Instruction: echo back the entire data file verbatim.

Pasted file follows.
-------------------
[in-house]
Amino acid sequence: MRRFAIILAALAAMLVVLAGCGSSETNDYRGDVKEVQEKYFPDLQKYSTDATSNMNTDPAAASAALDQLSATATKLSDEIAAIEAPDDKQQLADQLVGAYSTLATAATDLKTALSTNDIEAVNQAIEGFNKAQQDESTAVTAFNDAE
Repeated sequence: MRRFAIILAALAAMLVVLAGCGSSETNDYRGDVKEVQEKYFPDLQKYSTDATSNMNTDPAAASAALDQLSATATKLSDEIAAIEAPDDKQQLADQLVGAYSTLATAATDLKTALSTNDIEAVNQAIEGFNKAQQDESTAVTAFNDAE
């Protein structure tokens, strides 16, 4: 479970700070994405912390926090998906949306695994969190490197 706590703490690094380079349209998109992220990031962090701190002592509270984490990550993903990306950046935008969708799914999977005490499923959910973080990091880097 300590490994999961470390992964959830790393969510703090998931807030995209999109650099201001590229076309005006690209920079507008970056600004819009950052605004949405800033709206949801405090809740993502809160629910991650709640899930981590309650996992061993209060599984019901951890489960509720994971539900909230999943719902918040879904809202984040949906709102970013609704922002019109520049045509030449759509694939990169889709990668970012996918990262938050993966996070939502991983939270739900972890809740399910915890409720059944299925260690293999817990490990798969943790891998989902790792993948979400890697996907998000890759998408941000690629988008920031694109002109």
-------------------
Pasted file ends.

[in-house]
Amino acid sequence: MRRFAIILAALAAMLVVLAGCGSSETNDYRGDVKEVQEKYFPDLQKYSTDATSNMNTDPAAASAALDQLSATATKLSDEIAAIEAPDDKQQLADQLVGAYSTLATAATDLKTALSTNDIEAVNQAIEGFNKAQQDESTAVTAFNDAE
Repeated sequence: MRRFAIILAALAAMLVVLAGCGSSETNDYRGDVKEVQEKYFPDLQKYSTDATSNMNTDPAAASAALDQLSATATKLSDEIAAIEAPDDKQQLADQLVGAYSTLATAATDLKTALSTNDIEAVNQAIEGFNKAQQDESTAVTAFNDAE
């Protein structure tokens, strides 16, 4: 479970700070994405912390926090998906949306695994969190490197 706590703490690094380079349209998109992220990031962090701190002592509270984490990550993903990306950046935008969708799914999977005490499923959910973080990091880097 300590490994999961470390992964959830790393969510703090998931807030995209999109650099201001590229076309005006690209920079507008970056600004819009950052605004949405800033709206949801405090809740993502809160629910991650709640899930981590309650996992061993209060599984019901951890489960509720994971539900909230999943719902918040879904809202984040949906709102970013609704922002019109520049045509030449759509694939990169889709990668970012996918990262938050993966996070939502991983939270739900972890809740399910915890409720059944299925260690293999817990490990798969943790891998989902790792993948979400890697996907998000890759998408941000690629988008920031694109002109």